1.7 What are the elements of the Service’s Privacy Act program? Exhibit 1 (PDF) lists the elements of our Privacy Act program, how we perform activities for each element, and who is responsible for them. It covers, among other things, when to write a SORN to publish in the Federal Register, conducting PIAs, accessing Privacy Act systems of records, and the Privacy Act requirements for our Web sites.

 

PROTECTING PII

 

1.8 What do employees have to do to protect PII?

 

A. Paper PII files: Employees must secure paper files that are in Privacy Act systems of records by keeping them in locked offices or locked file cabinets. The file cabinets must have Privacy Act warning labels. Employees must only use the files in secure locations (e.g., in employee offices and not in an airport or other public area) and file them away after using them.

 

B. Electronic PII files:

 

(1) Employees must:

 

(a) Password-protect the files,

 

(b) Encrypt the information before transmitting it,

 

(c) Not provide the information on public Web sites,

 

(d) When on travel, not leave laptops unattended,

 

(e) Carry laptops on board flights (do not check laptops in as luggage), and

 

(f) Only use the files in secure, limited access, low-traffic areas.

 

(2) System managers must:

 

(a) Limit access to the files to those who must access them, and

 

(b) Limit the ability to download PII.  

 

C. OMB Directives: OMB directives related to the safeguarding and protection of PII can be found on their Web site.

 

D. Other Related Service Policy: IRTM also has security policy that addresses protecting PII information.

 

1.9 How must employees dispose of PII?

 

A. Paper PII files: Employees must destroy PII documents by shredding or burning them.

 

B. Electronic PII files: To destroy electronic files, employees must follow the guidelines at:

 

(1) IRM Bulletin 2001-004, Protecting Sensitive Data When Transferring, Donating, or Disposing of Computer Equipment;

 

(2) 383 DM 8, Safeguarding of Privacy Act Records; and

 

(3) 384 DM 1, Records Disposition.

 

1.10 What is a privacy breach and what happens if one occurs? A privacy breach occurs if an unauthorized person accesses, collects, uses, or discloses PII. The most common privacy breaches occur when personal information of customers, clients, or employees is lost, stolen, or mistakenly disclosed (e.g., lost or stolen laptops, transmitting PII to someone who does not have authorization to obtain the information).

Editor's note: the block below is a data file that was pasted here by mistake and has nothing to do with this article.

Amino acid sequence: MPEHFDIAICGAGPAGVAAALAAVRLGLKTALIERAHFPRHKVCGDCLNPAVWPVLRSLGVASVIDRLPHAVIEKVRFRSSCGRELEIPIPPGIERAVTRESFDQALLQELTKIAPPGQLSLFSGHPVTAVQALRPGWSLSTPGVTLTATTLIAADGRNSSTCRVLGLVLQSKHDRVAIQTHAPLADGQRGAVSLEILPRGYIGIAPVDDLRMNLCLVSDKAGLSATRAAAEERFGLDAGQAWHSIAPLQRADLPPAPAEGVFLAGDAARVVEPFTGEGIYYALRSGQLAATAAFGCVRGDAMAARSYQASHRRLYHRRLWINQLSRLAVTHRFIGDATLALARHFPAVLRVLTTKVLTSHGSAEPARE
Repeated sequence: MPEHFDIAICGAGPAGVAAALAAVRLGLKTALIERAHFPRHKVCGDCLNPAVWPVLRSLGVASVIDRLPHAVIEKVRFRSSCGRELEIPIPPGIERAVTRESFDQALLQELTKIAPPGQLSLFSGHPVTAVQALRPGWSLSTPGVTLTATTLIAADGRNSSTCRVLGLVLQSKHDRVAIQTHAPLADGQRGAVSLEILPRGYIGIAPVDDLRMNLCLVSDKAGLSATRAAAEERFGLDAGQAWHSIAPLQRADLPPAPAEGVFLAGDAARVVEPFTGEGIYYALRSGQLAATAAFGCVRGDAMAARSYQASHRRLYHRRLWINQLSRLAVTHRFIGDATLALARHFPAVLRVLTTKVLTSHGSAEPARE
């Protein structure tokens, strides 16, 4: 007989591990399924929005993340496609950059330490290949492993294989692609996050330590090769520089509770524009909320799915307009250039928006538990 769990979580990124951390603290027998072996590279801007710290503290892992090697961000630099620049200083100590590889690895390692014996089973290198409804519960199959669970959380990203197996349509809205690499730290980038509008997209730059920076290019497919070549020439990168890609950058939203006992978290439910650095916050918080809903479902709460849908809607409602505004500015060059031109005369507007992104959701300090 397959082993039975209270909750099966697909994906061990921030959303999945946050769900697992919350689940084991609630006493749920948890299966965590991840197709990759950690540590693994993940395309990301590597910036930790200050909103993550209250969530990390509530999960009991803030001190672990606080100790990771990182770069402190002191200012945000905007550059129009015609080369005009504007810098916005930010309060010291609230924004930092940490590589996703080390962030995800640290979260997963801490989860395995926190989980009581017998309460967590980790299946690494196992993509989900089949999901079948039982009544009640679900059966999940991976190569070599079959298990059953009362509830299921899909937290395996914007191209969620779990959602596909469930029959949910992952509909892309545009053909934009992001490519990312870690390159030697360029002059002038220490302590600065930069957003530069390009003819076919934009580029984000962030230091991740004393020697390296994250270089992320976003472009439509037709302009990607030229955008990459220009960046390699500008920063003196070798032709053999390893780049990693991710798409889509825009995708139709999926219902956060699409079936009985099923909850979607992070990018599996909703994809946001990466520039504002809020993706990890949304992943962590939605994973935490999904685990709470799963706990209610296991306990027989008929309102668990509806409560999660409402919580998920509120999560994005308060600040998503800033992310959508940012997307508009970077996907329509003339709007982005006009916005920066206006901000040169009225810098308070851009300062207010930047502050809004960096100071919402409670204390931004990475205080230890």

A. All employees and contractors must report a suspected or evident breach immediately to the Service’s Privacy Act Officer in IRTM. The employee/contractor should then report the breach to his/her supervisor.

 

B. The Service Privacy Act Officer will review the suspected or evident breach, analyze risk, and determine if he/she needs to report a breach to the Bureau Identity Theft Task Force. This team is comprised of the AD-IRTM; the Service Privacy Act Officer; and a representative from the Office of the Solicitor. If needed, the Service’s Privacy Act Officer may add additional representation.

 

C. The Service follows OMB’s breach and incident response guidelines, which are available on their Web site.

 

1.11 What are the civil remedies and criminal penalties associated with the willful or negligent handling of Privacy Act information?

 

A. People may bring a civil or criminal action against the Service related to Privacy Act information. Some situations that may trigger this action include if the Service:

 

(1) Determines that it will not amend a record at someone’s request and the person disagrees;

 

(2) Fails to maintain a record about an individual as is necessary to ensure a fair determination related to the person’s qualifications, character, rights, opportunities, or benefits; or

 

(3) Fails to comply with any requirement of the Privacy Act that affects the individual adversely.

 

B. If a court finds in favor of an individual filing a civil or criminal action, the court may:

 

(1) Order a correction,

 

(2) Order an amendment or release of records,

 

(3) Assign criminal penalties,

 

(4) Assess fines up to $5,000 dollars, and

 

(5) Require us to pay attorneys’ fees and court costs.

 

1.12 What other documents are available that can help employees understand the Privacy Act and protecting PII? There are a number of documents related to the Privacy Act and protecting PII:

 

A. The Privacy Act of 1974 (Departmental Regulations).

 

B. System of Records Notices (Chapter 3, Document Drafting Handbook).

 

C. Narrative Statements (383 DM 5, Appendix 2).

 

D. Privacy Act Statements for:

 

(1) The Web.  

 

(2) Contracts.  

 

(3) File Cabinets.

 

 

 

For more information about this policy, contact the Branch of Program and Information Management. For more information about this Web site, contact Krista Bibb in the Division of Policy and Directives Management.